- Have we defined the type and amount of data we need?
- Have we ensured that irrelevant data will be filtered out?
- Do data protection laws allow us to process the data?
- Data quality
- Do we have data available in the quality we need?
- Is the data detailed and current enough to use?
- Is the data in the right format for our needs?
- Data origin and format
- Is the data in a digital format?
- Is data collection standardised and automated?
- Do we need to collect data manually?
- Is data supply centralised or decentralised?
- Do we need the data in real time?
Optimising data transmission with lean management
Stable data streams are essential. The following questions are helpful for optimising data transmission:
- Are there any breaks or conversions in data transmission?
- Do we need to convert the data to a different format to use it?
- Do we need to validate the data before sending?
- Do we need to enrich or complement the data from another source?
- What data protection issues do we need to consider?
- Does the data need digitising?
- Is the data transmitted in real time or as and when?
- Do we need data to be transmitted in real time?
Optimising how data is stored with lean management
Lean management requires relevant data to be saved to the right place. The following questions help here:
- Is information missing, which stops processing?
- Are data and information available at just the right time?
- Can employees easily find the information they need?
- Is the data in a suitable format to be processed?
- Do we need to control access to this data?
- Will the data be replicated in redundant storage?
- Does the data need to be saved in a tamper-proof way?
- Should data be stored centrally or decentrally?
Using data well
Business processes along vertical and horizontal value chains often rely on data. Consider the following questions to help you use your data well:
- Is the data complete and available in the right quantity and quality?
- Has the data been made ready for use?
- Have the most suitable techniques been used to analyse the data?
- Will we use the results?
- Will decisions be made based on these results?
Good data logistics needs a solid foundation
Before you can implement lean, sustainable data logistics, you need to do the following groundwork:
- Digitise and automate manual, analogue processes,
- Connect you various IT sub-systems,
- Create interfaces to suppliers and customers
- Connect up legacy systems.
Once you have solved these challenges, you can
- simplify your data logistics,
- collate and analyse data from a variety of sources in real time,
- Accelerate your processes and enable new ways of working in-house, as well as with customers and suppliers.
How can SEEBURGER help?
The SEEBURGER Business Integration Suite offers you great potential for seamlessly networking machines, sensors and devices with your and your partners’ IT systems. Let us help you set up your data logistics for industry 4.0 and smart technology. Our consultants offer excellent support for your digital transformation and industry 4.0 initiatives, with process-based, holistic consulting from the planning stage right up to using your smart tech and industry 4.0 enabled processes. Discover how your company can react quicker and more responsively to your customers‘ needs and tailor your offering to their individual needs. And discover how you can optimise and automate your business processes.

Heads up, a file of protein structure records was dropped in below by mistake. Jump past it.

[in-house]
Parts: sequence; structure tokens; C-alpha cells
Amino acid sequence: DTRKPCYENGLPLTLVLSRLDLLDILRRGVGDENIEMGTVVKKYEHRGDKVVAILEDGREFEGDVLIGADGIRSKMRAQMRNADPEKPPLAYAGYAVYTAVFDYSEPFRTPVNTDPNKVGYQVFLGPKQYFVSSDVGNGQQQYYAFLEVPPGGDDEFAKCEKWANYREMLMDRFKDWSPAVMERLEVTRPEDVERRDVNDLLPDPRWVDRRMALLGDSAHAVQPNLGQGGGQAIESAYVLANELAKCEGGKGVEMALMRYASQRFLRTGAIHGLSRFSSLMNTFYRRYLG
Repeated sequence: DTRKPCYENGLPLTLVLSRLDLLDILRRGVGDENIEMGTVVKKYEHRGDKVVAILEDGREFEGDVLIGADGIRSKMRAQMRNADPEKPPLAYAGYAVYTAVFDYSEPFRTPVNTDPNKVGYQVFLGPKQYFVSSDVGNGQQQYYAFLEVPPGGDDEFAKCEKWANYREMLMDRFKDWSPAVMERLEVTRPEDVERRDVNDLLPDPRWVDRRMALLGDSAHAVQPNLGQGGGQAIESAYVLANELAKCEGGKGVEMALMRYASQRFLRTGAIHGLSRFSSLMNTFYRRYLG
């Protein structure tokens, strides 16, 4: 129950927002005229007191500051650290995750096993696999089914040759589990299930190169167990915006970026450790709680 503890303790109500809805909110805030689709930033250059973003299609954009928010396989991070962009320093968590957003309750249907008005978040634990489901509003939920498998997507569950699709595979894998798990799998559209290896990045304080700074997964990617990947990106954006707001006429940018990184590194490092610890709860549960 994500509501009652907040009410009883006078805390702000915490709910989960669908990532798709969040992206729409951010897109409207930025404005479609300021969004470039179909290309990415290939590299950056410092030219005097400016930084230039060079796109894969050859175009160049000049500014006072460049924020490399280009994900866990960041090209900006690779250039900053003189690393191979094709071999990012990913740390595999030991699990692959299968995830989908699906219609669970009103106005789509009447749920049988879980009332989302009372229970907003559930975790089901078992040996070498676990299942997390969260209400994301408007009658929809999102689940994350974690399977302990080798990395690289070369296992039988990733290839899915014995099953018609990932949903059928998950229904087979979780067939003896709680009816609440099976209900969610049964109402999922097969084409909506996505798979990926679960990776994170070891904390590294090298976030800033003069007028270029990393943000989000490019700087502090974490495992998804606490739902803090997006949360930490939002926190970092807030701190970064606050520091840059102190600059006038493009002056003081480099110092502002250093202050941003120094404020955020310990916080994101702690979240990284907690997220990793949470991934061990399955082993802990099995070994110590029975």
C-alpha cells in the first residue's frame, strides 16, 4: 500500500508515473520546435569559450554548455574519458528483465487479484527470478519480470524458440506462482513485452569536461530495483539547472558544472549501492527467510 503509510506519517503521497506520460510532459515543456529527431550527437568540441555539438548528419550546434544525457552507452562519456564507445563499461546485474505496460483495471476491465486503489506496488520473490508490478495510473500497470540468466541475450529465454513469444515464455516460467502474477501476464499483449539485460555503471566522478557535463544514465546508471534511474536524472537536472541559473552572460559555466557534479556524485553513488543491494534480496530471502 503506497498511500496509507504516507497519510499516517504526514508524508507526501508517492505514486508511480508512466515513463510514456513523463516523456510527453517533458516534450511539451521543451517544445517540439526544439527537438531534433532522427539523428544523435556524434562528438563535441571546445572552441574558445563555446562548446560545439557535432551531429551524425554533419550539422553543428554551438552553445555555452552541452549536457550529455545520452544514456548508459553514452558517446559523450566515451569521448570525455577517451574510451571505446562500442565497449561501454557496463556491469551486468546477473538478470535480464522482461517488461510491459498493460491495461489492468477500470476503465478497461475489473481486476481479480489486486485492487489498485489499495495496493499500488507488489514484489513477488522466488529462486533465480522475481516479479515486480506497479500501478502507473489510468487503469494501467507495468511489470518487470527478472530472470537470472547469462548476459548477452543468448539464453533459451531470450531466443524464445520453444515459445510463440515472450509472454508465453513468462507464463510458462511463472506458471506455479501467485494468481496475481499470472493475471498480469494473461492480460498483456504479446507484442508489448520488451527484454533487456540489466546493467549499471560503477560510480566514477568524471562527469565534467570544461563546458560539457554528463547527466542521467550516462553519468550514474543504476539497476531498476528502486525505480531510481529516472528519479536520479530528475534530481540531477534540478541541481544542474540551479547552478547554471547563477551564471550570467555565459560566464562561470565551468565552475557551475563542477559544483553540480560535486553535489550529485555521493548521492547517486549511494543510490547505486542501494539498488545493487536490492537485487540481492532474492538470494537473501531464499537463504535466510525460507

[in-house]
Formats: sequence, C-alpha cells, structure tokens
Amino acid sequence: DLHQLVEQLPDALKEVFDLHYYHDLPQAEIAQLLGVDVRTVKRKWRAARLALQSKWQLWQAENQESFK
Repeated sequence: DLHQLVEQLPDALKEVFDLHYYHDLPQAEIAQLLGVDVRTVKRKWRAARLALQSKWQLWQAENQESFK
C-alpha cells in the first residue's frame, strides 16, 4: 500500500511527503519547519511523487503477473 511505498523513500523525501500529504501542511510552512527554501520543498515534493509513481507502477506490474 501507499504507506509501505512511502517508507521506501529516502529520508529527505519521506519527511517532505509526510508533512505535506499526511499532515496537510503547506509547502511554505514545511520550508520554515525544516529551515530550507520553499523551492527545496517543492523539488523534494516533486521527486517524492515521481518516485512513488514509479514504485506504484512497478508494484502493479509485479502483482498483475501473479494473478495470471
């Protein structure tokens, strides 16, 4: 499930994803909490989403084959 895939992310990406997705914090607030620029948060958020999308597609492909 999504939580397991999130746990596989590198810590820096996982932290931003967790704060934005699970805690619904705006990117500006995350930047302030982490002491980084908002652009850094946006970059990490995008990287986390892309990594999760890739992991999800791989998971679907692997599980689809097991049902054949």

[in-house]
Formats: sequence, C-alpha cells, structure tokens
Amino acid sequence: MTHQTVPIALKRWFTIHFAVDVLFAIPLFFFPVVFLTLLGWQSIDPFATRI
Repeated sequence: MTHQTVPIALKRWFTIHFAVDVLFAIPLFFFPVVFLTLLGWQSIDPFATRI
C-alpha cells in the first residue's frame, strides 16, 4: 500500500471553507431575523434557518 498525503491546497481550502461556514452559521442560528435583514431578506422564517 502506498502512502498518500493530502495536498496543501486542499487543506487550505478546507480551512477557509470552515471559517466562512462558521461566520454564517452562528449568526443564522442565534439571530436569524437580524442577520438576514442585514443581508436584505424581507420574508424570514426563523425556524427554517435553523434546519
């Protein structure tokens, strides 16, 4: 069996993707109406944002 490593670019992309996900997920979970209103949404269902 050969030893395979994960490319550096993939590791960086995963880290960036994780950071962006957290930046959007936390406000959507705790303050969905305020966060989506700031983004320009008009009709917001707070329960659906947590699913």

In Anlehnung an: Lernen 4.0: Chancen und Perspektiven für Fachkräfte für Arbeitssicherheit. Digitalisierung und Arbeitsschutz – (sifa-sibe.de) (abgerufen am 22.10.2021).
 How lean management and industry 4.0. complement and contradict each other: based on the guide „Industrie 4.0 trifft Lean“ [industry 4.0 meets lean], VDMA Verlag, page 9 (accessed 25th October 2021).
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Written by: Rolf WesselRolf Wessel has been product manager at SEEBURGER AG for software applications and services for electronic business data exchange since 2010. His focus is on solutions for SAP, electronic invoicing (e-invoicing) and innovations for the digitalization of business and technical business processes. The Forum elektronische Rechnung Deutschland (FeRD) appointed Rolf Wessel as an expert. As project manager at the United Nations Centre for Trade Facilitation and Electronic Business (UN/CEFACT), he develops international trade facilitation and establishes standards for electronic business processes. Furthermore, he represents the German delegation of the FeRD at the Franco-German workshop with the Forum National de la Facture Electronique (FNFE) and thus supports the government initiative for international standardization and harmonization of e-invoicing processes. He is a member of the working committee "Electronic Business" at the German Institute for Standardization. (DIN) and Association for Electronic Invoicing (VeR). Rolf Wessel graduated in business informatics (FH) with a focus on financial management and production planning. After working in the electrical, financial, consumer goods, software and mineral oil industries, he had been a systems analyst and IT project manager in the retail and logistics sector from 2003 to 2010.